A group of accounting and tax professionals has established a grassroots coalition to get their arms around blockchain and what it will mean for the accounting profession.

Representing accounting, tax, law, technology, and academia, the Accounting Blockchain Coalition has formed to figure out and educate the profession on digital assets and distributed ledger technology, including blockchain, and its accounting and audit implications. The coalition wants to serve as a knowledge-sharing platform as companies address the changes and opportunities created by the adoption of blockchain technology.  

“Our mission is to educate businesses and organizations on accounting matters as this new digital asset class emerges,” says Dave Deputy, president of the ABC board and director of strategic development and emerging markets at tax services firm Vertex. “We are a membership organization to contribute knowledge, expertise, and provide resources to the industry.”

Board members for the upstart group hail from audit firms like BDO USA, Crowe Horwath, and RSM, and technology firms Microsoft and ConsenSys, plus Vertex and Michigan State University. The group has divided its work into four primary focus areas — audit and accounting, internal controls, regulatory and external compliance, and taxation.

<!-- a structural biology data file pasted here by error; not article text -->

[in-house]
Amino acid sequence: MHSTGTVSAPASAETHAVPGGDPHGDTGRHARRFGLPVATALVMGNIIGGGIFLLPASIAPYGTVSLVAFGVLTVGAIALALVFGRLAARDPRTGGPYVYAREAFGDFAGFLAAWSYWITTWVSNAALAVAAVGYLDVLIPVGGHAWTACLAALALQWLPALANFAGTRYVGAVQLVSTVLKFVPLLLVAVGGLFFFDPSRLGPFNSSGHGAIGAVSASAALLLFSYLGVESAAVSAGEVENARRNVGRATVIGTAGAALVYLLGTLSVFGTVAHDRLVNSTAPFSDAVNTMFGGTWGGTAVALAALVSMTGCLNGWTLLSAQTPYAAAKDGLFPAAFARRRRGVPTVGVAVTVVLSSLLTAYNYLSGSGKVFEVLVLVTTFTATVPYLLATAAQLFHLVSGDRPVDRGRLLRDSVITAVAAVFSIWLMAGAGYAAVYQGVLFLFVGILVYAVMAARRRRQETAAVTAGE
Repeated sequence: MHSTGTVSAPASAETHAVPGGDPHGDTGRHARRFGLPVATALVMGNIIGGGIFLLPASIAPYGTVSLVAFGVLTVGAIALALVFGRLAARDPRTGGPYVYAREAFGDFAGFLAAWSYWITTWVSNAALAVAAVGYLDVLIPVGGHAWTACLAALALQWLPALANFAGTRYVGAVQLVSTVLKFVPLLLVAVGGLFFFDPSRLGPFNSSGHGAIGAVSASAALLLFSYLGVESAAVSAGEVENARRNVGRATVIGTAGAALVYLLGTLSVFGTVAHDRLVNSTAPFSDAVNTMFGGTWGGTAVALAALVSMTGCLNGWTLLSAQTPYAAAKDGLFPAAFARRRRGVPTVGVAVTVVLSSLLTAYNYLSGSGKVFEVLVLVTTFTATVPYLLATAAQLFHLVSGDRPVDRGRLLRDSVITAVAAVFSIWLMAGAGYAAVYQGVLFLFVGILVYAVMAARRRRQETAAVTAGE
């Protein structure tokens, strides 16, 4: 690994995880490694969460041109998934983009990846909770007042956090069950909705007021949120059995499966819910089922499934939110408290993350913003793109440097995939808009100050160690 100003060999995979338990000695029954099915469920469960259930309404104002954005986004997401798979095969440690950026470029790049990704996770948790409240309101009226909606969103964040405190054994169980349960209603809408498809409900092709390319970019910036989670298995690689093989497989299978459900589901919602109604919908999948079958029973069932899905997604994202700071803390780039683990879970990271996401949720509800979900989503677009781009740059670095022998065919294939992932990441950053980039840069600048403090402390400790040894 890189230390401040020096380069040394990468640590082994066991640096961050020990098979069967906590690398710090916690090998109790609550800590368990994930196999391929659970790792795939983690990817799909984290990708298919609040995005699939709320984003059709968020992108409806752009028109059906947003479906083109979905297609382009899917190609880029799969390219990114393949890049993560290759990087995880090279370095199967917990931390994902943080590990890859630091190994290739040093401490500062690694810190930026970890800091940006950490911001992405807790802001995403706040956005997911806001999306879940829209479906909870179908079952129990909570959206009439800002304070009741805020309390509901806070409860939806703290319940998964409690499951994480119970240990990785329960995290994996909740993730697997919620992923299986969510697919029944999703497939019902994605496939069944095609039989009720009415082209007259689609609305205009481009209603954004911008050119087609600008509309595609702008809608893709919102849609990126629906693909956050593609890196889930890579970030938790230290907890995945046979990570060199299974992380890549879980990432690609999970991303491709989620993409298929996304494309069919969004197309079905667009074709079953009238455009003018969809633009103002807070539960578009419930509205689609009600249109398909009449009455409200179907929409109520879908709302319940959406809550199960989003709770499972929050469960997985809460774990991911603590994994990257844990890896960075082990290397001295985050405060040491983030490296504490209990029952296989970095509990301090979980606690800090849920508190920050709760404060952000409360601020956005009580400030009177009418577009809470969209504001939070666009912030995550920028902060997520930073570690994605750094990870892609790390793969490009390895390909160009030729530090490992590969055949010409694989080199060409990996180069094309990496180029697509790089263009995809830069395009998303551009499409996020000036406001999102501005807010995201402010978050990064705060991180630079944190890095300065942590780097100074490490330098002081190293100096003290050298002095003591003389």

“This new asset class has a lot of gray areas,” says Deputy. Given the fast pace of emergence of blockchain technology, coalition founders say they are already seeing different accounting and tax treatments, suggesting the need for experts to put their heads together and come to some consensus. “These are currently volatile assets that need to be accounted for, so where is that asset and where is that liability? The rapid change has necessitated a group getting together that can publish best practices and disseminate materials.”

So far, the nonprofit group has met via monthly calls to membership but it will meet live in May as part of a “Blockchain Week” event in New York. The group is a planning a series of talks and presentations from accounting firms, enterprise users, technology experts, and regulators to address accounting, audit, and tax issues.

The group also plans to release deliverables by the end of the year, Deputy said, to try to address some areas where uncertainty is already apparent. A notable example includes questions surrounding custodianship of digital assets, with distributed ledger technology eliminating the traditional intermediaries, like brokers and financial institutions.

“The owners of accounts have control directly,” says Deputy. “The exchange doesn’t take custody of that. How do you account for that? How do you reflect the reality of that distributed business model?”